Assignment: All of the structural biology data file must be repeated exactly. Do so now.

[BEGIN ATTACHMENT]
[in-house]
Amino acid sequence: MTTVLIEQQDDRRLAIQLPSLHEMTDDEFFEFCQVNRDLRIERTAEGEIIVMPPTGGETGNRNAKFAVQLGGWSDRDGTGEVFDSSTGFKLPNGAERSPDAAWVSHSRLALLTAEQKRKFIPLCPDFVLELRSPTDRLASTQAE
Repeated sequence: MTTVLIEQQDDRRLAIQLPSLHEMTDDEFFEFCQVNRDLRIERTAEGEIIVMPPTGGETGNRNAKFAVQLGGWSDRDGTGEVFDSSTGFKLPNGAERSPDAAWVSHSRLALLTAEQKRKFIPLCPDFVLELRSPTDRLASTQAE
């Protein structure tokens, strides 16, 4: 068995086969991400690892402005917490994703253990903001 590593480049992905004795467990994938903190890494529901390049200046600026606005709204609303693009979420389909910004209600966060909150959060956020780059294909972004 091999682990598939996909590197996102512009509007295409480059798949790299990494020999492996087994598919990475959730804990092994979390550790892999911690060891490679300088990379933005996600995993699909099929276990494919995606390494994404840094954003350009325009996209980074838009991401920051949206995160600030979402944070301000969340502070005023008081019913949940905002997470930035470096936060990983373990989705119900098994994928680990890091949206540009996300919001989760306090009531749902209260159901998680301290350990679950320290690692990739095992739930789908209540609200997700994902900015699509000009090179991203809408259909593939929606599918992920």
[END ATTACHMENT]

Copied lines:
[in-house]
Amino acid sequence: MTTVLIEQQDDRRLAIQLPSLHEMTDDEFFEFCQVNRDLRIERTAEGEIIVMPPTGGETGNRNAKFAVQLGGWSDRDGTGEVFDSSTGFKLPNGAERSPDAAWVSHSRLALLTAEQKRKFIPLCPDFVLELRSPTDRLASTQAE
Repeated sequence: MTTVLIEQQDDRRLAIQLPSLHEMTDDEFFEFCQVNRDLRIERTAEGEIIVMPPTGGETGNRNAKFAVQLGGWSDRDGTGEVFDSSTGFKLPNGAERSPDAAWVSHSRLALLTAEQKRKFIPLCPDFVLELRSPTDRLASTQAE
């Protein structure tokens, strides 16, 4: 068995086969991400690892402005917490994703253990903001 590593480049992905004795467990994938903190890494529901390049200046600026606005709204609303693009979420389909910004209600966060909150959060956020780059294909972004 091999682990598939996909590197996102512009509007295409480059798949790299990494020999492996087994598919990475959730804990092994979390550790892999911690060891490679300088990379933005996600995993699909099929276990494919995606390494994404840094954003350009325009996209980074838009991401920051949206995160600030979402944070301000969340502070005023008081019913949940905002997470930035470096936060990983373990989705119900098994994928680990890091949206540009996300919001989760306090009531749902209260159901998680301290350990679950320290690692990739095992739930789908209540609200997700994902900015699509000009090179991203809408259909593939929606599918992920």